MILLING OF MATERIALS, whether hard and brittle or soft and ductile, is of prime interest and of economic importance to the P/M industry. Mechanical comminution is the most widely used method of powder production for hard metals and oxide powders. Secondary milling of spongy cakes of oxide-reduced, atomized, or electrolytic powders is the most common milling process; hammer and rod mills are used for this type of milling. Depending on the degree to which the material is sintered, either primary particle size distribution is reestablished during milling or larger agglomerates are produced.

Mechanical comminution is restricted to relatively hard, brittle metals (electrolytic iron or bismuth, for example), some reactive metals such as beryllium and metal hydrides, ductile metals used for producing metal flakes, and chemically embrittled materials such as sensitized stainless steel.

Increasing interest in metal powder with particle sizes that are finer than the particle sizes of powders produced by atomization has reactivated interest in milling, particularly in solid-state alloying or high-energy milling. However, milling of metal powders has received minimal attention to date. Research conducted on ball milling of metals is primarily proprietary and empirical, and thus restricted to specialized P/M applications. Objectives of milling include:

• Particle size reduction (comminution or grinding)

• Particle size growth

• Agglomeration

• Solid-state alloying (mechanical alloying)

• Solid-state blending (incomplete alloying)

• Modifying, changing, or altering properties of a material (density, flowability, or work hardening)

• Mixing or blending of two or more materials or mixed phases

• Nonequilibrium processing of metastable phases such as amorphous alloys, extended solid solutions, and nanocrystalline structures

The milling operation fractures, deforms (cold works), or cold welds the impacted particles. Milling also may produce polymorphic transformations (Ref 1), as is the case with lead oxide and stainless steel (Ref 2). The specific effect that milling has on a powder depends on the physical and chemical properties of the powder, the vacuum, gaseous, or liquid environment in which the operation is conducted, and milling conditions. Selection of the milling process is based on the desired result of the milling operation, the behavior of the powder under milling conditions (if known), the characteristics of the powder, and the physical and mechanical properties of the material.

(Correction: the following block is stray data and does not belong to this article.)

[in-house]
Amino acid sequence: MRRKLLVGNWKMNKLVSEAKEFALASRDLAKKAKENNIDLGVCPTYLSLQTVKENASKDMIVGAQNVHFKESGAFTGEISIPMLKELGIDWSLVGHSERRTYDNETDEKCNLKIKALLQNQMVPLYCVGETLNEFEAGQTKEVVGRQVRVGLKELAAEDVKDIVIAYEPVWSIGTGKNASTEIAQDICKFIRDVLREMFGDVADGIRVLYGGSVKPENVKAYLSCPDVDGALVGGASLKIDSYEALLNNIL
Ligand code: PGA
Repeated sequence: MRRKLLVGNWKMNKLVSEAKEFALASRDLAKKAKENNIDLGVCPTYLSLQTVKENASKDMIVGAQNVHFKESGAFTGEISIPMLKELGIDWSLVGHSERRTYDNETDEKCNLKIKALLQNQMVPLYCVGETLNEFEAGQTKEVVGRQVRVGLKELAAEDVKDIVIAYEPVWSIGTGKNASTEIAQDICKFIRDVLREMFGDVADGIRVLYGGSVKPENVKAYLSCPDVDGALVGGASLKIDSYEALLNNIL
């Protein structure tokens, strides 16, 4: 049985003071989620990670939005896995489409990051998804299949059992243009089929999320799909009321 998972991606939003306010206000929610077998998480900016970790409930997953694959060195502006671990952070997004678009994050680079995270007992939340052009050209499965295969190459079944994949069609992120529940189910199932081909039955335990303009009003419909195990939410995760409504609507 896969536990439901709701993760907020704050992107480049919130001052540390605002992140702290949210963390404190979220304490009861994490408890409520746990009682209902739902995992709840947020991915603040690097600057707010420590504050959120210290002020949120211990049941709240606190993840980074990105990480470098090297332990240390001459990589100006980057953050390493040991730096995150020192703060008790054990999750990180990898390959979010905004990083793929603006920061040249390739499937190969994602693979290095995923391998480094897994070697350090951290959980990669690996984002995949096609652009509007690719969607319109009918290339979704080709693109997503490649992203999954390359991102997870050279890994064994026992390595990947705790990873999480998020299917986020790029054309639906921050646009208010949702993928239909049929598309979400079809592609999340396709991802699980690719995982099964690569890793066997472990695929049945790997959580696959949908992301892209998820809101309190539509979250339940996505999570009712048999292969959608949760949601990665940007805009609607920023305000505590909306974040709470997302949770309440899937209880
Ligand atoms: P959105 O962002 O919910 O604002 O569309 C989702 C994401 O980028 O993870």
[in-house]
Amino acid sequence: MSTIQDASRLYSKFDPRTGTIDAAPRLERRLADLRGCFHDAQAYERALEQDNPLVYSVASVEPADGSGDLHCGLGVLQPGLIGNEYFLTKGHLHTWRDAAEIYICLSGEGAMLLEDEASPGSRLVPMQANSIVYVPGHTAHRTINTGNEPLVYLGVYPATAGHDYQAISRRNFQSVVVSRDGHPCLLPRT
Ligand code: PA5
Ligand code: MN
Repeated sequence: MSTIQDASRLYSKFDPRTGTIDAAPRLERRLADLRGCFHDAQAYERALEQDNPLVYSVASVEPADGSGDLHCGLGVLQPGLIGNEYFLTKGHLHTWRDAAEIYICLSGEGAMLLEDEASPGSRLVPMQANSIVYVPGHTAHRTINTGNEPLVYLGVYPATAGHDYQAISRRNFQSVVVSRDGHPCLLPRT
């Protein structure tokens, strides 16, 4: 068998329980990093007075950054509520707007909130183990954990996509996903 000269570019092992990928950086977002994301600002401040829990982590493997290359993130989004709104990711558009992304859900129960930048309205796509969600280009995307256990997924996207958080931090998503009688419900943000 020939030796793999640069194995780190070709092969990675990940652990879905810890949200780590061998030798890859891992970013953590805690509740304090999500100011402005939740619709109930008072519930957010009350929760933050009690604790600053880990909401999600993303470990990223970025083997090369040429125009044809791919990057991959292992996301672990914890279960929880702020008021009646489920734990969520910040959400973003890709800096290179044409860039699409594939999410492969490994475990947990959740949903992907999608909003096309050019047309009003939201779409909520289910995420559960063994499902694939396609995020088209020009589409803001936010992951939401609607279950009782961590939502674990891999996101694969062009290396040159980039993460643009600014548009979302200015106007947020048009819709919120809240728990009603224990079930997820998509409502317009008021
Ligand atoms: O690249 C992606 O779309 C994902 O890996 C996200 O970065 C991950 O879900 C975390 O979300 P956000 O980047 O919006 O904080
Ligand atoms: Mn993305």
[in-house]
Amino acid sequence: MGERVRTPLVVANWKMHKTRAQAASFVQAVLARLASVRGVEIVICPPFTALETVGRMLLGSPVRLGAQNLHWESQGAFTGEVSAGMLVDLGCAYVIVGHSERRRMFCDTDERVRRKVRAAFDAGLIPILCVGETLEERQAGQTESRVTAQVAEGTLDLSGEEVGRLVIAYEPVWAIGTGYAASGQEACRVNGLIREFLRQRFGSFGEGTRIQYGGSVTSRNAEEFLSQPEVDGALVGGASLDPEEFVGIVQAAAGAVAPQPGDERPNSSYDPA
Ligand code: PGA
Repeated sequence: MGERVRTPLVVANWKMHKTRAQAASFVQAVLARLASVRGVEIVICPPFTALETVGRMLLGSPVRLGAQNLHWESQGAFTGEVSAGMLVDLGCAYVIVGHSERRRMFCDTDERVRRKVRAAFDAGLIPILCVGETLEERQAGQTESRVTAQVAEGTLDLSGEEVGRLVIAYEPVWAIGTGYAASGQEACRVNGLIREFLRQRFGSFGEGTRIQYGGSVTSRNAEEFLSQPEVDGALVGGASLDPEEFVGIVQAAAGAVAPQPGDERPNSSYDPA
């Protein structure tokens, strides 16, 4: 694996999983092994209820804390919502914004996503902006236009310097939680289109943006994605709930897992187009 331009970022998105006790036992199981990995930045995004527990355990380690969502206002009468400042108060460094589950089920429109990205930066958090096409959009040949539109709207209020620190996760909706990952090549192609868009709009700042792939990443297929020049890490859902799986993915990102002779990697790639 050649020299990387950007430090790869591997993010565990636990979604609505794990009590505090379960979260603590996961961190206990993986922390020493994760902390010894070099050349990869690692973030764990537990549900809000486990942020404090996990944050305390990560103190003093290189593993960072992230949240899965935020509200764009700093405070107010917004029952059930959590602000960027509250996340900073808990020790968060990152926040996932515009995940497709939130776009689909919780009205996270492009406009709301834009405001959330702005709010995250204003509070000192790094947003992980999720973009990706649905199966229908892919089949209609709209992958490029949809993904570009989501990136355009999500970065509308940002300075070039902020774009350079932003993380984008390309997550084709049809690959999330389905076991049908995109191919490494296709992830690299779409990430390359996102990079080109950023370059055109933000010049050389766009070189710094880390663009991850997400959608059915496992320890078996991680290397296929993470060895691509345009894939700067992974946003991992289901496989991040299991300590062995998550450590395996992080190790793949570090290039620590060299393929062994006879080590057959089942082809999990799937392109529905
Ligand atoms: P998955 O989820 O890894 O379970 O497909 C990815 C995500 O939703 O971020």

During milling, four types of forces act on particulate material: impact, attrition, shear, and compression. Impact is the instantaneous striking of one object by another. Both objects may be moving or one may be stationary. Attrition is the production of wear debris or particles created by the rubbing action between two bodies. This type of milling force is preferred when the material is friable and exhibits minimal abrasiveness. Shear consists of cutting or cleaving of particles and usually is combined with other types of force. Shear contributes to fracturing by breaking particles into individual pieces with a minimum of fines. Compression is the slow application of compressive forces to a body (crushing or squeezing of particulate material). This type of milling action usually is associated with jaw crushers and the breaking of large agglomerates of hard, nonductile material.

Design and process improvement has been based primarily on empirical and semi-empirical data. Advancement has been made in understanding the nature of brittle fracture of single particles of relatively homogeneous materials, such as glass. Fundamental research on milling ductile metals is lacking, although much is known phenomenologically about the process. Comminution is not adequately understood as it applies to the detailed mechanism involved when particles are impacted by colliding mediums.

Fracture occurs in hard, brittle materials, with minimal particle deformation and agglomeration by welding. Particle deformation results from attempts to comminute or blend particulate materials. Deformation, cold welding, and fracturing occur in varying degrees with both hard and soft ductile materials. Although powders of <100 mesh (<150 /'m) are most frequently milled, particles up to 6 mm (0.2 in.) and larger can be processed.

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